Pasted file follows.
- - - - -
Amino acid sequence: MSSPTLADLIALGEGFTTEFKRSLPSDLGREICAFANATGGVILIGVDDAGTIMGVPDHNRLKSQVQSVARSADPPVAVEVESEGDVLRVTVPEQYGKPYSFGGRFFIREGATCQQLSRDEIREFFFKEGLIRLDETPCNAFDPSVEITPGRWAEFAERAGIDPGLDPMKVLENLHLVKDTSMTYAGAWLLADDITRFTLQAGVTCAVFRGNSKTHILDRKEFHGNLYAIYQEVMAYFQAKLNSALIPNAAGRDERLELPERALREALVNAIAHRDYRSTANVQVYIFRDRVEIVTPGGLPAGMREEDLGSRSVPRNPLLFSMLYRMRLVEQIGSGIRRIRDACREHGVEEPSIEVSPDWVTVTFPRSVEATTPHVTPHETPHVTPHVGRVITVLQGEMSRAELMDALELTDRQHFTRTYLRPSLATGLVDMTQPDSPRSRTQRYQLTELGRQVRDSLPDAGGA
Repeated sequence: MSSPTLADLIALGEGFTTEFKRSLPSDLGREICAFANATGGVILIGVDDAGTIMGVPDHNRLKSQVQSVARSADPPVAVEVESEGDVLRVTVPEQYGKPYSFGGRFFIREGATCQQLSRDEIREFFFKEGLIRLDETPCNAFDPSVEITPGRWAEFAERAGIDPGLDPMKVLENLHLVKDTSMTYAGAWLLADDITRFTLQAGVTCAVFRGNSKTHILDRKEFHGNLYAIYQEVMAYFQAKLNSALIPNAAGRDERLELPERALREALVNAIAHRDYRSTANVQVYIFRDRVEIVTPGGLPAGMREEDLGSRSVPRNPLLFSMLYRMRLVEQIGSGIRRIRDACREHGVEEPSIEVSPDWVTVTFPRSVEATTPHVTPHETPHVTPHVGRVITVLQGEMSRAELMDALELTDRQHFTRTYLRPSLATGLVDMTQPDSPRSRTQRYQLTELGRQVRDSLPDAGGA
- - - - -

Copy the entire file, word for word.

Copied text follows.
Amino acid sequence: MSSPTLADLIALGEGFTTEFKRSLPSDLGREICAFANATGGVILIGVDDAGTIMGVPDHNRLKSQVQSVARSADPPVAVEVESEGDVLRVTVPEQYGKPYSFGGRFFIREGATCQQLSRDEIREFFFKEGLIRLDETPCNAFDPSVEITPGRWAEFAERAGIDPGLDPMKVLENLHLVKDTSMTYAGAWLLADDITRFTLQAGVTCAVFRGNSKTHILDRKEFHGNLYAIYQEVMAYFQAKLNSALIPNAAGRDERLELPERALREALVNAIAHRDYRSTANVQVYIFRDRVEIVTPGGLPAGMREEDLGSRSVPRNPLLFSMLYRMRLVEQIGSGIRRIRDACREHGVEEPSIEVSPDWVTVTFPRSVEATTPHVTPHETPHVTPHVGRVITVLQGEMSRAELMDALELTDRQHFTRTYLRPSLATGLVDMTQPDSPRSRTQRYQLTELGRQVRDSLPDAGGA
Repeated sequence: MSSPTLADLIALGEGFTTEFKRSLPSDLGREICAFANATGGVILIGVDDAGTIMGVPDHNRLKSQVQSVARSADPPVAVEVESEGDVLRVTVPEQYGKPYSFGGRFFIREGATCQQLSRDEIREFFFKEGLIRLDETPCNAFDPSVEITPGRWAEFAERAGIDPGLDPMKVLENLHLVKDTSMTYAGAWLLADDITRFTLQAGVTCAVFRGNSKTHILDRKEFHGNLYAIYQEVMAYFQAKLNSALIPNAAGRDERLELPERALREALVNAIAHRDYRSTANVQVYIFRDRVEIVTPGGLPAGMREEDLGSRSVPRNPLLFSMLYRMRLVEQIGSGIRRIRDACREHGVEEPSIEVSPDWVTVTFPRSVEATTPHVTPHETPHVTPHVGRVITVLQGEMSRAELMDALELTDRQHFTRTYLRPSLATGLVDMTQPDSPRSRTQRYQLTELGRQVRDSLPDAGGA